BP became the first oil company to halt shipments in the Red Sea, which cited a deteriorating security scenario due to increasing attacks by Yemeni rebels on ships travelling a route that accounts for 10% of all international traffic.
The global standard, Brent crude, ended the day 1.8% higher at $77.95 per barrel. West Texas Intermediate, the US counterpart, ended the day 1.5% higher at $72.47. Due to worries over the shipment of LNG, the benchmark gas price in the UK increased by up to 14%, while the price in its European counterpart increased by almost the same percentage.
The UK oil group’s decision coincides with the Houthi rebels, who are backed by Iran, stepping up their attempt to stop ships travelling via the Suez Canal after the Israel-Hamas conflict broke out. In a statement on Monday, BP stated that it will keep the precautionary halt under continuous review, subject to conditions as they evolve in the region.
Gains from last week were extended by rising shares in several of the largest shipping companies, as investors anticipated interruptions would lead to higher freight rates and higher profits.
AP Hapag-Lloyd, the world’s fifth-largest container shipping company, increased by nearly 8%, while Møller-Maersk, the company that runs the second-largest fleet in the world, increased by 3.1%. Due to the possibility of threats, both firms halted shipping via the Red Sea last week.
Extended routes around Africa may thus cause a lag in the transportation of consumer products, commodities, and oil from Europe to Asia. In addition, traders will be keenly observing whether other businesses decide to follow BP’s strategy.
One of the largest independent oil and LNG traders in the world, privately held Trafigura, stated it was keeping an eye on the situation. Per Henning Gloystein, director of consulting Eurasia Group, if oil exports from the Middle East to Europe circumvented the Red Sea and went around Africa, the price of oil might rise by at least $10 to $15 for Brent crude. He said that prices for TTF, the primary benchmark for gas trade in Europe, might increase by 25–30%.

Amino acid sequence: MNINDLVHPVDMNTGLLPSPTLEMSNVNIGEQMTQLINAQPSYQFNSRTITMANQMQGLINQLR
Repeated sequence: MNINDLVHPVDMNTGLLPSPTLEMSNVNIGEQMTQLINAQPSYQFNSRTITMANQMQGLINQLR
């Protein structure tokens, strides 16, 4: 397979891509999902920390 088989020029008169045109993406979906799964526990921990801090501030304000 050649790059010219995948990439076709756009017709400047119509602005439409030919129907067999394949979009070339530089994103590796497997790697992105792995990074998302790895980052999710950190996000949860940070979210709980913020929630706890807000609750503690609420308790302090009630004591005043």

Gloystein added that BP is the first international portfolio major to stop shipments. It will be important to observe how robust the response of the US as well as European naval task forces is now. Ship owners have demanded security on waterways.
The US, which was the target of strikes on a battleship earlier this month, is getting ready to declare the formation of a larger global task force to safeguard ships in the Red Sea. There is a great deal of push and pull, according to Gloystein. While some in the US support naval strikes into Yemen, others, primarily from Europe, worry that this would further worsen the situation and would rather see more attention paid to naval air defence.
Per the US Energy Information Administration, in the first half of this year, LNG flows through the Red Sea made up almost 8% of all global trade. After the UK’s maritime authority announced that it got reports of “incidents” in the Red Sea and recommended vessels move forward in the area with “caution,” BP released a statement a few hours later.
Marine underwriters associated with the London insurance market mentioned that the area in the Red Sea designated higher risks had been expanded. This is also more likely to increase the cost of insuring the vessels in the affected areas.
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